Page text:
When the course topped out at around 4200' the views were spectacular. The snowy mantles of Broken Top, the Sisters, Mount Jefferson and Three Fingered Jack were all visible. The race finished up after one loop around the track at Sisters Middle School. There was a great feast afterward of salmon, burritos and desserts catered by Longboard Louie's and Nancy P's. Sean Meissner organized the race which benefits the Sisters Cross Country team. Thanks to all the volunteers and sponsors for making the race such a success. I'm really glad I took part.

Saturday, April 14, 2012

Mount St.Helens Climb

One of my first trips into the backcountry after an injury left me housebound for 2 months. It was about a 3.5 hr climb through swirling snow, clouds and filtered sunshine to the frigid summit rim. By sunset I was on top watching the clouds fade away as the moon rose over Mount Adams. It was a beautiful hike down under the light of the full moon.

Clouds roll over Monitor Ridge on the southern aspect of Mount St.Helens. Olympus E-PM1, Olympus M.14-42mm F3.5-5.6 II R @ 14mm, F11, 1/1250 sec, ISO 200  ©Tyson Fisher
   





Although it's difficult to tell if these tracks lead up or down amidst the clouds and diffused light, they do in fact lead down. I turned around and snapped this image of my snowshoe tracks 1000ft below the summit. Olympus E-PM1, Olympus M.14-42mm F3.5-5.6 II R @ 14mm, F11, 1/1250 sec, ISO 200  ©Tyson Fisher  
   
Falling snow near the summit of Mount St. Helens almost resembles a starry night sky as it catches the diffused glow of the late afternoon sun. Olympus E-PM1, Olympus M.14-42mm F3.5-5.6 II R @ 42mm, F11, 1/800 sec, ISO 200.  ©Tyson Fisher       
A very feint spectre and glory - a phenomenon caused by the diffraction of light when the sun shines from behind the observer casting his/her s shadow forward onto a cloud bank - briefly appeared while awaiting sunset on the summit rim. Olympus E-PM1, Olympus M.14-42mm F3.5-5.6 II R @ 14mm, F9, 1/250 sec, ISO 200  ©Tyson Fisher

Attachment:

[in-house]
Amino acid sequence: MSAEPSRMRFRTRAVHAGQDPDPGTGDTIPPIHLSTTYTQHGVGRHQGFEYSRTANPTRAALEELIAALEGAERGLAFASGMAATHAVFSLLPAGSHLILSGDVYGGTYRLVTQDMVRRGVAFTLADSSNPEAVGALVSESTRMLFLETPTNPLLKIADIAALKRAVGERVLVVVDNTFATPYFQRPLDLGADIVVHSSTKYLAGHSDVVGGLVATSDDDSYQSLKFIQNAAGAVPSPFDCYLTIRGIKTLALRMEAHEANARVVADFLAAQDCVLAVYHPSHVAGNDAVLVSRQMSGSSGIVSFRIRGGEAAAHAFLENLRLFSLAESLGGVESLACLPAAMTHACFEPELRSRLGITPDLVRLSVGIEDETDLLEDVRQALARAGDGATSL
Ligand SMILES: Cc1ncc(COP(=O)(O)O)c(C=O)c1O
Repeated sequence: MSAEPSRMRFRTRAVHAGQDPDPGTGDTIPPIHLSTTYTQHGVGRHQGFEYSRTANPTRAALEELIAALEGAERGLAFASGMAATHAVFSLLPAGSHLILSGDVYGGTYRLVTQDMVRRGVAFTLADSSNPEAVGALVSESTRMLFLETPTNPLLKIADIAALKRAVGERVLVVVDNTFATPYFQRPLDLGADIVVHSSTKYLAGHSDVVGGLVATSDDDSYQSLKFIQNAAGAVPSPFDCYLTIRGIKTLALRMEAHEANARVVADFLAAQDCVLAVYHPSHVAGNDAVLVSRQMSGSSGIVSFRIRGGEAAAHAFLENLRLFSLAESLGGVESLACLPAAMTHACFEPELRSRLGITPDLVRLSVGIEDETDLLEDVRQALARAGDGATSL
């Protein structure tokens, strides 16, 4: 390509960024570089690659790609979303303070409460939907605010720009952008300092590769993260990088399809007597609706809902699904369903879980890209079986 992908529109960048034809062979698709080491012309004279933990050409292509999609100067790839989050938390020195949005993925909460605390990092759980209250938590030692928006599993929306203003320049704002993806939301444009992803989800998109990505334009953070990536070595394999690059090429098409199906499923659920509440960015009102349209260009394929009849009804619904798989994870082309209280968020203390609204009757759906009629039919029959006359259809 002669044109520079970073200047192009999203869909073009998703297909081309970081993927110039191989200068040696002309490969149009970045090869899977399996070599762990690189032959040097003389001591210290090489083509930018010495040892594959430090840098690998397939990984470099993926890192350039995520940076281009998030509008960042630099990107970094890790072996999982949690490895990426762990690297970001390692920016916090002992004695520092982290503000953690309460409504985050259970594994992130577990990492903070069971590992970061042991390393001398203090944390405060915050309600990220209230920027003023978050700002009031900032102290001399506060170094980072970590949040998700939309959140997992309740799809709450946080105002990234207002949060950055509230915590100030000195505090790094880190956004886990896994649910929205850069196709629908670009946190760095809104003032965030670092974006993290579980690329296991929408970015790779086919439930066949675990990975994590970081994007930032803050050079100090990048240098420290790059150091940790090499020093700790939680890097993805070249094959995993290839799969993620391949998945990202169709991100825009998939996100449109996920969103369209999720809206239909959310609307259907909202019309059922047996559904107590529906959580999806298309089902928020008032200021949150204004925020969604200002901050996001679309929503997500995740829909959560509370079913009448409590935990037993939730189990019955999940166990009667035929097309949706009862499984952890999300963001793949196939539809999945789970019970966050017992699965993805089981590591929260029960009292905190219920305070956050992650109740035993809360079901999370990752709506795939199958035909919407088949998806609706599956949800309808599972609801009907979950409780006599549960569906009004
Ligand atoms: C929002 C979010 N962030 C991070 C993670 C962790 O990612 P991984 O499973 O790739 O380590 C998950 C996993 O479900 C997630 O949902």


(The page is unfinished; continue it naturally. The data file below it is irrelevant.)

A very feint spectre and glory - a phenomenon caused by the diffraction of light when the sun shines from behind the observer casting his/her s shadow forward onto a cloud bank - briefly appeared while awaiting sunset on the summit rim. Although one of the less intense spectres I've seen, I felt the soft light, curving lines of light and shadow and the rising moon made for a compelling photograph. Olympus E-PM1, Olympus M.14-42mm F3.5-5.6 II R @ 14mm, F9, 1/250 sec, ISO 200  ©Tyson Fisher

Looking north across the crater of Mount St.Helens towards Mount Rainier.  Olympus E-PM1, Olympus M.14-42mm F3.5-5.6 II R @ 35mm, F11, 1/40 sec, ISO 200  ©Tyson Fisher
Last light on Mount Adams as seen from the summit rim of Mount St.Helens. Olympus E-PM1, Olympus M.14-42mm F3.5-5.6 II R @ 28mm, F10, 1/40 sec, ISO 200  ©Tyson Fisher
Moonrise over Mount Adams at sunset as seen from the summit rim of Mount St.Helens.  Olympus E-PM1, Olympus M.14-42mm F3.5-5.6 II R @ 14mm, F8, 1/40 sec, ISO 200  ©Tyson Fisher